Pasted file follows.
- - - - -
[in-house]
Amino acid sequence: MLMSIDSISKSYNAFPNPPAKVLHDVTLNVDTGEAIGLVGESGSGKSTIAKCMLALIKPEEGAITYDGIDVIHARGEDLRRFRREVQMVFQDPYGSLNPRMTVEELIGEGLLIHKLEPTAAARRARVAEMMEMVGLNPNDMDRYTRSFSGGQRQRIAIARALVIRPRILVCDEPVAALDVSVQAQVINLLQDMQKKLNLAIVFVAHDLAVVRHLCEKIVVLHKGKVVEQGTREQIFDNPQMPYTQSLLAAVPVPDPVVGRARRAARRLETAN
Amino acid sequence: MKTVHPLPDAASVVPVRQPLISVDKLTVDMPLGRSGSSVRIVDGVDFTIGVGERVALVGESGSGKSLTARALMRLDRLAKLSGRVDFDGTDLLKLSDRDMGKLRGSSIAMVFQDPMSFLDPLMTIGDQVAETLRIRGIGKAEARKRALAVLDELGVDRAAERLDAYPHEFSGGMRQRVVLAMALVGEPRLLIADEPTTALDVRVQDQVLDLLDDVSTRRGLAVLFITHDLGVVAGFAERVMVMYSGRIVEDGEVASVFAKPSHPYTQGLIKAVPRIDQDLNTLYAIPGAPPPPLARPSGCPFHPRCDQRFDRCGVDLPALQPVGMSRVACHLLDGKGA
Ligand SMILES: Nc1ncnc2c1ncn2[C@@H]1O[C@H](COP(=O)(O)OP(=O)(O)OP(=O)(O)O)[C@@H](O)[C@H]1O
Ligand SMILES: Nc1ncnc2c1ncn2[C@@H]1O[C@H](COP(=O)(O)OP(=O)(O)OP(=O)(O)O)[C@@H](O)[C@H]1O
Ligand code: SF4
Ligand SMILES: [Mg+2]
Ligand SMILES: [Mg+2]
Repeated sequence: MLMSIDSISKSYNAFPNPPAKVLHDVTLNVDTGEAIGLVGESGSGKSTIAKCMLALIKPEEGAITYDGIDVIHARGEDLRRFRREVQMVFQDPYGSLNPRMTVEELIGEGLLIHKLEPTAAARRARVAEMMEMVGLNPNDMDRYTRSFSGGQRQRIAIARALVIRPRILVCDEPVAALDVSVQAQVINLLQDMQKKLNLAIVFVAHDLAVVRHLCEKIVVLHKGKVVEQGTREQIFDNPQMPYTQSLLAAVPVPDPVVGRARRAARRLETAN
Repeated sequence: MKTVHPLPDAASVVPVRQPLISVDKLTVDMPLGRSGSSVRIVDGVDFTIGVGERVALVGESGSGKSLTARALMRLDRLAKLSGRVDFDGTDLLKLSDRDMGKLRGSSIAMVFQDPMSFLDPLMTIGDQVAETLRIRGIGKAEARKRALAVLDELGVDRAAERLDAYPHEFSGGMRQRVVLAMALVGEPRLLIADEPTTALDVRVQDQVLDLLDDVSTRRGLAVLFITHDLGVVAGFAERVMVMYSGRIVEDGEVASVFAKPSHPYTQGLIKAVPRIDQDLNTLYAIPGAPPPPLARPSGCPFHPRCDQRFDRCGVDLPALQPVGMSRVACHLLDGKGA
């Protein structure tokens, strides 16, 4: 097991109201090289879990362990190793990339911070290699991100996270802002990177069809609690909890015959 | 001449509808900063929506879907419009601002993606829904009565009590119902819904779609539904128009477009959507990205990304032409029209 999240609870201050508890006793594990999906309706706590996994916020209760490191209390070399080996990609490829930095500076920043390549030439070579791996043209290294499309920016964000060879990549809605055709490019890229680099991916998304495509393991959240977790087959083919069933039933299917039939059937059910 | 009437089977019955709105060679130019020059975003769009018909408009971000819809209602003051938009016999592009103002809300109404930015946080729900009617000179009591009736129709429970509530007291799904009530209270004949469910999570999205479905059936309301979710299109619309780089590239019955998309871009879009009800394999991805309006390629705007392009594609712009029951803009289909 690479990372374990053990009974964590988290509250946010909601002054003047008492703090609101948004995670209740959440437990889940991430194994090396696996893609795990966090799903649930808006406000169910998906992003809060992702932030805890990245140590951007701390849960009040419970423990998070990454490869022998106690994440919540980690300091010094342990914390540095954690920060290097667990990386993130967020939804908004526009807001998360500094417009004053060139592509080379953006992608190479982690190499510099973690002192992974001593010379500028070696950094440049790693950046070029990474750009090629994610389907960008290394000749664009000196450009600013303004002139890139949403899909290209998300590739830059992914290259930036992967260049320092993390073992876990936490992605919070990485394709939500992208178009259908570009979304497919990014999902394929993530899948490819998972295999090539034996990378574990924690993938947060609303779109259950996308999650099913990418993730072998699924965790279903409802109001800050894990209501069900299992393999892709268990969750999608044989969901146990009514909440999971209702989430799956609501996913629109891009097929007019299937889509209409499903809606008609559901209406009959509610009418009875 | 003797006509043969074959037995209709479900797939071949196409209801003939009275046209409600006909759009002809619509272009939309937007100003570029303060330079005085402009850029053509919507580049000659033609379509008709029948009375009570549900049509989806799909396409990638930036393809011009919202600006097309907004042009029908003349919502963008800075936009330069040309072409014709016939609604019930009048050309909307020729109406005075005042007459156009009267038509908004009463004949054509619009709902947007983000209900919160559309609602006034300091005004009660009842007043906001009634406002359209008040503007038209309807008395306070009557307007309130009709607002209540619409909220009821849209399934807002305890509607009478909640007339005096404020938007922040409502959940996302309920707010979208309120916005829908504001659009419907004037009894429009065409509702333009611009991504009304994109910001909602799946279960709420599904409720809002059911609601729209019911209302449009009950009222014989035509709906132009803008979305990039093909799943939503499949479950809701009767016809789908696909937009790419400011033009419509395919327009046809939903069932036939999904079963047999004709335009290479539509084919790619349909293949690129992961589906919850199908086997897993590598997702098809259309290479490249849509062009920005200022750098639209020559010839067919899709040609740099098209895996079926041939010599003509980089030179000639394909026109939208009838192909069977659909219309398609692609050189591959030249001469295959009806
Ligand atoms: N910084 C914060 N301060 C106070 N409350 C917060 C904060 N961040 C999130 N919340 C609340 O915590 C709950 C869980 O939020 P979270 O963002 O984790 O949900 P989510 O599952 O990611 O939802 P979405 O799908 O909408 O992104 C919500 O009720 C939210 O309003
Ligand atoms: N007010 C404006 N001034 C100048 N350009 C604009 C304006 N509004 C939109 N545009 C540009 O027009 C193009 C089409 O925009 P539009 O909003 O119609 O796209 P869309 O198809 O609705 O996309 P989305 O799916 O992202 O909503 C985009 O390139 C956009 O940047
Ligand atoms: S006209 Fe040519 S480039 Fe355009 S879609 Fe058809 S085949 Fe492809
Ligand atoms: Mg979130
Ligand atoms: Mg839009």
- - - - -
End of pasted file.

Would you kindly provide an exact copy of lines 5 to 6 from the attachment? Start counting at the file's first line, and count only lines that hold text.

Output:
Ligand SMILES: Nc1ncnc2c1ncn2[C@@H]1O[C@H](COP(=O)(O)OP(=O)(O)OP(=O)(O)O)[C@@H](O)[C@H]1O
Ligand code: SF4